Graham-Cassidy would require states to provide at least small subsidies for purchasing individual market coverage in order to change market rules. But the CBO projects that states would lack the money and programs to otherwise maintain coverage in the individual market. The main effect of Graham-Cassidy would therefore be to reduce individual market protections.

The Future Of Medicaid Expansions And Medicaid Spending

The CBO predicts that some states that have expanded Medicaid would try to continue covering the expansion group. But by 2026, covering this population would take roughly the full amount provided to states in block grants, leaving little to support others in the individual market. Covering enrollees in the individual market would also be more difficult than simply retaining Medicaid, as states would have to establish new programs to cover them.

CBO projects that states that have not yet expanded Medicaid would likely use the block grant funds to establish high risk pools for high-cost individuals, pay providers for uncompensated care, or increase Medicaid payment rates or benefits for their traditional Medicaid population. (Graham-Cassidy allows states to use up to 15 percent of their block grant for their traditional Medicaid populations; up to 20 percent with HHS permission).

CBO projects that Medicaid spending would be cut by $1 trillion over the 2017 to 2026 period because of the elimination of Medicaid expansion funding and Graham-Cassidy’s Medicaid per capita caps or block grants. States would have little flexibility under the per-capita caps for redesigning their Medicaid programs. States might commit more of their own resources to funding Medicaid, but alternatively they could cut payments to providers and health plans (which are already low in many states); eliminate optional services; or restrict enrollment through work requirements or other means. These changes could reduce enrollment or enrollees’ access to care.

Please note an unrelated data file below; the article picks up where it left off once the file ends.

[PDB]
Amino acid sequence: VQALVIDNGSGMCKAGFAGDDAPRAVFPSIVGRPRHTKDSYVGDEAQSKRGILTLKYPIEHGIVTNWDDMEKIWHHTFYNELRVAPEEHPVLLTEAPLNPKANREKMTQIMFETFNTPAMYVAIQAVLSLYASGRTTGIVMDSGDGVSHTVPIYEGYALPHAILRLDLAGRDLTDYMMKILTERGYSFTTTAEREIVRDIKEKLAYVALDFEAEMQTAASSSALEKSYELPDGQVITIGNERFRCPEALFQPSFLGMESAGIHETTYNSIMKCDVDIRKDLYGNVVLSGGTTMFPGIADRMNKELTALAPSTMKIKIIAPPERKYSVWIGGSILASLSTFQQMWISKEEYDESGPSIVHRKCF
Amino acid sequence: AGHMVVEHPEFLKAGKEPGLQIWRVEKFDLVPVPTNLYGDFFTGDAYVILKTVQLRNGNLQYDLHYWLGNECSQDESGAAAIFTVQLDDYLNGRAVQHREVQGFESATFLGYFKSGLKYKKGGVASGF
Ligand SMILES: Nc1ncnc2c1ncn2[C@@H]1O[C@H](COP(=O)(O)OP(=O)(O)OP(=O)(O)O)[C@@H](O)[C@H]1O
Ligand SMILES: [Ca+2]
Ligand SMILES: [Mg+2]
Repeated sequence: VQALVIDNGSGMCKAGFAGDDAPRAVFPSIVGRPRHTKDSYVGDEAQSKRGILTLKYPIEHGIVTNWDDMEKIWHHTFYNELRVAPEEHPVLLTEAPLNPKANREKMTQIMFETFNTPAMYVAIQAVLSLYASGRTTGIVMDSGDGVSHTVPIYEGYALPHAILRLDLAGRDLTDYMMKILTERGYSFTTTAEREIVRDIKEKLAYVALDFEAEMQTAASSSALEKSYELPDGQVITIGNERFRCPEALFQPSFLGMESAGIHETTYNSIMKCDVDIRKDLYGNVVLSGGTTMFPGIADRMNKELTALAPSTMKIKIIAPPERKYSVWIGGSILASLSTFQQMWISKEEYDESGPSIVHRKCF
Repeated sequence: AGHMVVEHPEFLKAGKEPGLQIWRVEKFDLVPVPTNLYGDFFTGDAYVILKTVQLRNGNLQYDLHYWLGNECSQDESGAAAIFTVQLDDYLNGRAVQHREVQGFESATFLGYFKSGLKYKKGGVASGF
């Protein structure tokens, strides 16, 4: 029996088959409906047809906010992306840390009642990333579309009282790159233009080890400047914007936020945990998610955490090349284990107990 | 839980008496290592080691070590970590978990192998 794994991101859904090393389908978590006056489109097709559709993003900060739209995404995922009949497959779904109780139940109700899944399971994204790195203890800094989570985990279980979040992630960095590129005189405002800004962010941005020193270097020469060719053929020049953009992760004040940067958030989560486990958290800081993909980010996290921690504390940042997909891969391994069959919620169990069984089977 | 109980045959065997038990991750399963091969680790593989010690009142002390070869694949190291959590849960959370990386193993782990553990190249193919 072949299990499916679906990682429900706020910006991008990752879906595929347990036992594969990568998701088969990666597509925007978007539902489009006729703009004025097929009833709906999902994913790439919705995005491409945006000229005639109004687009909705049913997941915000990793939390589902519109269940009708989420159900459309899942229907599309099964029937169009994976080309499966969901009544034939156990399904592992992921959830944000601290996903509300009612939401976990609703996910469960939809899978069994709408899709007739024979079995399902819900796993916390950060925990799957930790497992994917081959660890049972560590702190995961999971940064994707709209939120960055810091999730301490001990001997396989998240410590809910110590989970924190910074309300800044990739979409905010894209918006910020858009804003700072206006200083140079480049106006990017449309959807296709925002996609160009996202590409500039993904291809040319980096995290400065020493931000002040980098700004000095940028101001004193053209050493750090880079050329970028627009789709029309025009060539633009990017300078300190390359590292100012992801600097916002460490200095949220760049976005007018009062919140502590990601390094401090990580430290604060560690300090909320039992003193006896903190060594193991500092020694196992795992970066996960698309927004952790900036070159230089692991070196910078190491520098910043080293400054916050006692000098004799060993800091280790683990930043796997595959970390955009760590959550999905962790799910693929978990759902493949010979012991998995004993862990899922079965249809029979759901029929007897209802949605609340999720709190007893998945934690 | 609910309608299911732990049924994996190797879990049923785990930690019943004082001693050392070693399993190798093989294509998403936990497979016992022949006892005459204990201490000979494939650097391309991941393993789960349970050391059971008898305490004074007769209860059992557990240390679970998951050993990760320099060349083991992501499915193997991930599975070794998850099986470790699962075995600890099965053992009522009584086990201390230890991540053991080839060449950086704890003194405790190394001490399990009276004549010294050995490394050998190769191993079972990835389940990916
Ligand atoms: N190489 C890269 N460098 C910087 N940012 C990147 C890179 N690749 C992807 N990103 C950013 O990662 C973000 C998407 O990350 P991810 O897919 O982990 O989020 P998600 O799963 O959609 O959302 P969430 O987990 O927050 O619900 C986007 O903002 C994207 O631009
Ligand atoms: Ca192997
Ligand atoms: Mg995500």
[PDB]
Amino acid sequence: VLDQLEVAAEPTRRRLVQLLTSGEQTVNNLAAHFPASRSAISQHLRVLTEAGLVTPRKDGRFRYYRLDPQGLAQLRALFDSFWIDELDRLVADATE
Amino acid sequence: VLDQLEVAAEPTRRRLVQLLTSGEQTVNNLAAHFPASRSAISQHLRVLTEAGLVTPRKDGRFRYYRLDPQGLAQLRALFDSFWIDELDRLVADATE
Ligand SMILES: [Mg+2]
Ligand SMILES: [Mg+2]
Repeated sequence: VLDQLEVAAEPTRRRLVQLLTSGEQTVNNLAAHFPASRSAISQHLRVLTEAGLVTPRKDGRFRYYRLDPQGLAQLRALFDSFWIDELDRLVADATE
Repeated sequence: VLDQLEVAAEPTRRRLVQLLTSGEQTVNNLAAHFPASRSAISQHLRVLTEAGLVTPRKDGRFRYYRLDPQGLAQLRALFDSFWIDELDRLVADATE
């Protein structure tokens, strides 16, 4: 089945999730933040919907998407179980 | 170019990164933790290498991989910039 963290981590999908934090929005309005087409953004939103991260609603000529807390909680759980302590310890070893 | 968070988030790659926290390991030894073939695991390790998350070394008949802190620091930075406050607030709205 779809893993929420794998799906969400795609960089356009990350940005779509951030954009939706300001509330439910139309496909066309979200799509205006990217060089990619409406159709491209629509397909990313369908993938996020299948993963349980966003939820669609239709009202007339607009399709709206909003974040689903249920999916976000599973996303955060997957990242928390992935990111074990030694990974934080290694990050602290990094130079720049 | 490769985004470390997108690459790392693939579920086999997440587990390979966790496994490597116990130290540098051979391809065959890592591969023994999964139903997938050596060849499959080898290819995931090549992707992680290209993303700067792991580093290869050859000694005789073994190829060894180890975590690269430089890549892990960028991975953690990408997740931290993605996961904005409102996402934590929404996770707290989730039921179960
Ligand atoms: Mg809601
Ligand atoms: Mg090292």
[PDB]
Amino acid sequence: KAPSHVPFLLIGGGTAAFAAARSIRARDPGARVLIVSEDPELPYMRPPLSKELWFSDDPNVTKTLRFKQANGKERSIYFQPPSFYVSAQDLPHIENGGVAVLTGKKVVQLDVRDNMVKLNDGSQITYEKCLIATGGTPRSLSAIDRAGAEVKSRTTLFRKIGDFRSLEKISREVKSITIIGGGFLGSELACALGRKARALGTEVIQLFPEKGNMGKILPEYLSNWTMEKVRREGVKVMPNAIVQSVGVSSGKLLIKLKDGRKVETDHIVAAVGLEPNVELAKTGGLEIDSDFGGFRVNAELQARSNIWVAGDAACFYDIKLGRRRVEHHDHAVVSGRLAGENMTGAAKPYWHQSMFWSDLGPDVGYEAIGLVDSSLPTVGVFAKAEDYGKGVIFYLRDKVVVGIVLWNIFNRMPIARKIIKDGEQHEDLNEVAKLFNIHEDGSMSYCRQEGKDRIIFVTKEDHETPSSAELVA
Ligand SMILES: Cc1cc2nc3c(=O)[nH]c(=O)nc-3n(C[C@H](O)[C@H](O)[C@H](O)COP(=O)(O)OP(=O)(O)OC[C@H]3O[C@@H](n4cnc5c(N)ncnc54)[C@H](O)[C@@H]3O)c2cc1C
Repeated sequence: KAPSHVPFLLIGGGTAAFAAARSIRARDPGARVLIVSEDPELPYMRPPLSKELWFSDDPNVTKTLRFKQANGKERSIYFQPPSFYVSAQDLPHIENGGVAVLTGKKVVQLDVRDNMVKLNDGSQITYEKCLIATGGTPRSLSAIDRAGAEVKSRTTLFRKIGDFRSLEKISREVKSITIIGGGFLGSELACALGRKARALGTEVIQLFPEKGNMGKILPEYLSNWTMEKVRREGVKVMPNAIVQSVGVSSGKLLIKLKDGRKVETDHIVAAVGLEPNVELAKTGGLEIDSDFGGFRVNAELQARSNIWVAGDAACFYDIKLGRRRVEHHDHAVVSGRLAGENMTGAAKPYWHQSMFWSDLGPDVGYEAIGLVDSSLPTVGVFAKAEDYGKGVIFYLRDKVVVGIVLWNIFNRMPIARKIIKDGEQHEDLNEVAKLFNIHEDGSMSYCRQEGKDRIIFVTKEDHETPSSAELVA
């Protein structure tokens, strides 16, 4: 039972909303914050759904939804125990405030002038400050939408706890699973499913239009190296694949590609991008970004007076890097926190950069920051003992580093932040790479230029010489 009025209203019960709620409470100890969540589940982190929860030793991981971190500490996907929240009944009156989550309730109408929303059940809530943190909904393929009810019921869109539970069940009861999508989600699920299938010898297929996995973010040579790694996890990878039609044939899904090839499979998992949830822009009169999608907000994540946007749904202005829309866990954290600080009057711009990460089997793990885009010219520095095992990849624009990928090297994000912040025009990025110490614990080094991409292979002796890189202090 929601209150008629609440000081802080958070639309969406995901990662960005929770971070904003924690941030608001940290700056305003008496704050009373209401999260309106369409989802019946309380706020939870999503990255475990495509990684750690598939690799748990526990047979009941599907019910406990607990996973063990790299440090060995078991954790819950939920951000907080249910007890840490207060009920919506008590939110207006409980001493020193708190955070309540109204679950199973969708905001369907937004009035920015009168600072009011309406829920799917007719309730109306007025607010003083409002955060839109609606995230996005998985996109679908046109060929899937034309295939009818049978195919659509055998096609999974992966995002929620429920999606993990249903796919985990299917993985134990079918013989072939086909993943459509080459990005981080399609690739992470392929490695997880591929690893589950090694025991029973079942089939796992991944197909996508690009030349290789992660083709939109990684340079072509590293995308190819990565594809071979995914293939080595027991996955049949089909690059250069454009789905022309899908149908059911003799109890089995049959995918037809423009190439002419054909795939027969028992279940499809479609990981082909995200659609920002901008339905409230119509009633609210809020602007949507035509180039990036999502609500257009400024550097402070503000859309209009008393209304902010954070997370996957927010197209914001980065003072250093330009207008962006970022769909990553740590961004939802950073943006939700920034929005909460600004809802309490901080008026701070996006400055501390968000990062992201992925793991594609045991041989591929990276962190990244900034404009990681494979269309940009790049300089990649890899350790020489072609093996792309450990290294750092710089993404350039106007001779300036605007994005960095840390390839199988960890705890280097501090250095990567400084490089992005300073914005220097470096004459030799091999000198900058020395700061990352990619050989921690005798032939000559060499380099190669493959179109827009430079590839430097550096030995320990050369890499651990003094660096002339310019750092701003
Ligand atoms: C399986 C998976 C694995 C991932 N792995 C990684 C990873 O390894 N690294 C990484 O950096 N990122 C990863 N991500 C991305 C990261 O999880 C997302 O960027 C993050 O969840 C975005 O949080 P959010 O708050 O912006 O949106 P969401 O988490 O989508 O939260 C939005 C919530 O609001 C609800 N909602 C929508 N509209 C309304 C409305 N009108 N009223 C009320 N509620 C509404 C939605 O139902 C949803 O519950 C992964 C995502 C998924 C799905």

A Likely Too Short Implementation Period

The CBO acknowledges that the two-year timeframe in the legislation for states to develop the institutional capacity to use the block grants and to adopt new rules is too short. States would have to adopt legislation and administrative rules and establish systems for determining eligibility of individuals for subsidies, suitability of insurers for receiving those subsidies, enrolling individuals in coverage, and making required payments on a very short time frame. In some states there might be no insurers in the individual market until new market rules were clear and insurers had time to adapt to them.

During 2016, 8.4 million people with incomes between 100 and 400 percent of the federal poverty level received premiums tax credits, roughly half the enrollment of the individual market. States might try to cover these people through Medicaid-like programs, but to do so they would have to come up with substantial additional state funding.

A Bleak Political Outlook For Graham-Cassidy

The CBO report confirms much of what the critics of Graham-Cassidy have been saying for several days. In any event, the most important number connected with Graham-Cassidy is likely three: It is being reported that Senator Collins will not support Graham-Cassidy, and with Senators Paul and McCain as firm negative votes, there are now three Republicans opposed, leaving only 49 in favor even if not other GOP no votes emerge. The bill may well be dead.